Local Measure Seeks To Lessen Restrictions on MMJ

Local Measure Seeks To Lessen Restrictions on MMJ
Posted by CN Staff on October 29, 2008 at 06:18:41 PT
By Rachel Gross, Contributing Writer
Source: Daily Californian
Berkeley, CA -- Existing restrictions on growing and possessing medical marijuana in Berkeley may be lifted and dispensaries may be able to relocate more easily if Measure JJ passes at the polls next week.If approved by 50 percent of Berkeley voters, the measure would take away limits on the number of plants a medical marijuana patient or dispensary can grow as long as only 10 or fewer are visible. It would also remove restrictions on the amount of marijuana a patient or dispensary could possess, provided it is a "reasonable quantity."
Berkeley City Councilmember Kriss Worthington, who endorses the measure, said that dispensaries would no longer be required to have public hearings to get use permits, making it easier for them to relocate.This is important because two of Berkeley's three dispensaries plan to relocate in the next year, said Amanda Reiman, a UC Berkeley lecturer and the academic coordinator for the School of Social Welfare, who also endorses the measure.Reiman, who has researched medical cannabis for three years, added that removing restrictions would allow for more flexible treatment of patients."In the past, the limits have kind of been pulled out of thin air, mostly due to a lack of research on what medical cannabis patient needs are," she said. "You may have a patient that uses cannabis only a couple times a week, and then you may have a patient that uses it several times a day."Worthington agreed that current limits on medical marijuana do not accurately reflect its use."There's really no need to have a specific limit," he said. "It's really up to the doctor and the patient."Worthington said the measure has a high likelihood of passing and that there are no campaigns opposing it.Charley Pappas, a 61-year-old paraplegic Berkeley resident who uses and produces medical marijuana, said the measure would make patients' access to cannabis more secure."I think it reminds elected officials that the citizens of Berkeley and California in general really support medical cannabis and want it to be available to qualified patients in a responsible, orderly manner," he said.Becky Dekeuster, community liaison for Berkeley Patients Group, a local dispensary, said the measure would not increase marijuana-related crime."Historically, Berkeley has not seen crime around medical cannabis collectives and they have not seen patients abusing the existing standards as they are," she said. "Honestly, I think the potential there has been overblown, perhaps by people who haven't thought it through all the way."The measure would also make medical cannabis-related activity the lowest priority for the Berkeley Police Department.Although the city of Berkeley became a medical marijuana sanctuary earlier this year, cannabis is still illegal under federal law. The local measure would not change federal regulation, said Casey McEnry, a special agent with the U.S. Drug Enforcement Administration in San Francisco, which oversees Berkeley."Any possession, cultivation, or distribution of marijuana, regardless of its purported use or destination, is illegal," McEnry said. "Anyone who distributes or cultivates marijuana is at risk for arrest or prosecution, even if Measure JJ passes."But Reiman said the measure would support patients' ability to decide for themselves what medication to use."It's a matter of a patient having a choice about how they treat their illness," she said. "I think it's really about maintaining that choice."Source: Daily Californian, The (CA Edu)Author: Rachel Gross, Contributing WriterPublished: October 28, 2008Copyright: 2008 The Daily CalifornianContact: dailycal dailycal.orgWebsite: Medical Marijuana Archives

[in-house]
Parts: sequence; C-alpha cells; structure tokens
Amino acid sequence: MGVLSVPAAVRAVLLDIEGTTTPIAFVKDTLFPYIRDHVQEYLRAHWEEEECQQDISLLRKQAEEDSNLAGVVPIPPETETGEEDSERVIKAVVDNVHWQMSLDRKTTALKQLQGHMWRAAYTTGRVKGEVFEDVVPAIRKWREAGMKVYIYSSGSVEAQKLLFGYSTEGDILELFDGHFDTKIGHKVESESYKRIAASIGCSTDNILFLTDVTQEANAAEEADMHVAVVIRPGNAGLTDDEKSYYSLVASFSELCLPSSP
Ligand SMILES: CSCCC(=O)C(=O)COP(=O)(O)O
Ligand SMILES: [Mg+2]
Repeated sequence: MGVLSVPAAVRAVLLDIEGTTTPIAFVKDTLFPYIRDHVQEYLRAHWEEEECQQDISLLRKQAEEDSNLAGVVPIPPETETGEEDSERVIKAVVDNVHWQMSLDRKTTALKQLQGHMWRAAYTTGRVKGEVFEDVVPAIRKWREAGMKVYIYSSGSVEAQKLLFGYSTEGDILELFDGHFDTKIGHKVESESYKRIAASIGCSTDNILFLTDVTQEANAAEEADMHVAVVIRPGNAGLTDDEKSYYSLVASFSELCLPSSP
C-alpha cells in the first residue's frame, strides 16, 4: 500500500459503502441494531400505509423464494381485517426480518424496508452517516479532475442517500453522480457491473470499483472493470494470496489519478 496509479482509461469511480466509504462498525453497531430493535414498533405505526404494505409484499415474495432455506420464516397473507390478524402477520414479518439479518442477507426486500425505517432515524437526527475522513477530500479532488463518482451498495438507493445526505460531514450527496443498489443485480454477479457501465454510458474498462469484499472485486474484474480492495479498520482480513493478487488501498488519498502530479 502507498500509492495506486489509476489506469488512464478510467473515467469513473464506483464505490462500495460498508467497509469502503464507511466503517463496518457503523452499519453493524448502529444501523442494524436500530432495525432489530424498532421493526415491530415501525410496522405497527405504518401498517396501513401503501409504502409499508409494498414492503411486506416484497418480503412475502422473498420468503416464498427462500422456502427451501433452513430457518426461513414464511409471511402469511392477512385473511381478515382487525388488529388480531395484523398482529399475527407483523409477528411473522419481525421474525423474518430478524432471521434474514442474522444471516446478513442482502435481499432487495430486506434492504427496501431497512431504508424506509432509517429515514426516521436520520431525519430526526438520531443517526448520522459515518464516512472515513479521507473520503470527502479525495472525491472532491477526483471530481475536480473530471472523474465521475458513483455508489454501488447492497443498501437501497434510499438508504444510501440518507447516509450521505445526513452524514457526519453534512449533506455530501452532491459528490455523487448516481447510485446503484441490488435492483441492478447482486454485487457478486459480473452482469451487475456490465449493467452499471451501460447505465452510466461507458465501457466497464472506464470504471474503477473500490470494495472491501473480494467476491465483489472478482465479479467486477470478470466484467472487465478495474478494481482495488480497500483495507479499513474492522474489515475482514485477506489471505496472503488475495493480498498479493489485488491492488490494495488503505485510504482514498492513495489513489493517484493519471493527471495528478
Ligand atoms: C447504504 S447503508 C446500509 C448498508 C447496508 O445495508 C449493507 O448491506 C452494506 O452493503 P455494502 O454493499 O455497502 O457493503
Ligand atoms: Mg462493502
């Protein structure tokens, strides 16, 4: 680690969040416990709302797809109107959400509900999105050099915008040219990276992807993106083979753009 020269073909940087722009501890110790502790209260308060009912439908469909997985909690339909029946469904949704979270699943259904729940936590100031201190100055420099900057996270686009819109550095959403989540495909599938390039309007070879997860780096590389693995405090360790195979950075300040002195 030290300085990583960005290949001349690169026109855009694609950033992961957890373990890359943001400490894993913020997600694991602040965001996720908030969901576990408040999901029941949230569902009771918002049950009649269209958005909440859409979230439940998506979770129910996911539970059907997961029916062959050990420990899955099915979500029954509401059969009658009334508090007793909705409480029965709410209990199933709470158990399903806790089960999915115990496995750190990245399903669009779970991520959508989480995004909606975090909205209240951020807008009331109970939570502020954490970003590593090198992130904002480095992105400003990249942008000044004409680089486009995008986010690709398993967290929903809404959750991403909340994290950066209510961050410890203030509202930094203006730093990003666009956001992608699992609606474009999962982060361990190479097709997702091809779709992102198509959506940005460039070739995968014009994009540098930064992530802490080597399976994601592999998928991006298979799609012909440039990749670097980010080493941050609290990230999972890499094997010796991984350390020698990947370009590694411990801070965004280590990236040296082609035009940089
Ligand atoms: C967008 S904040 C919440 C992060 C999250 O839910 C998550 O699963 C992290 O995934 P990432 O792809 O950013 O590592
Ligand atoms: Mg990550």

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Comment #1 posted by FoM on October 30, 2008 at 10:17:24 PT
Measure JJ: A Response To The Planet Voter Guide
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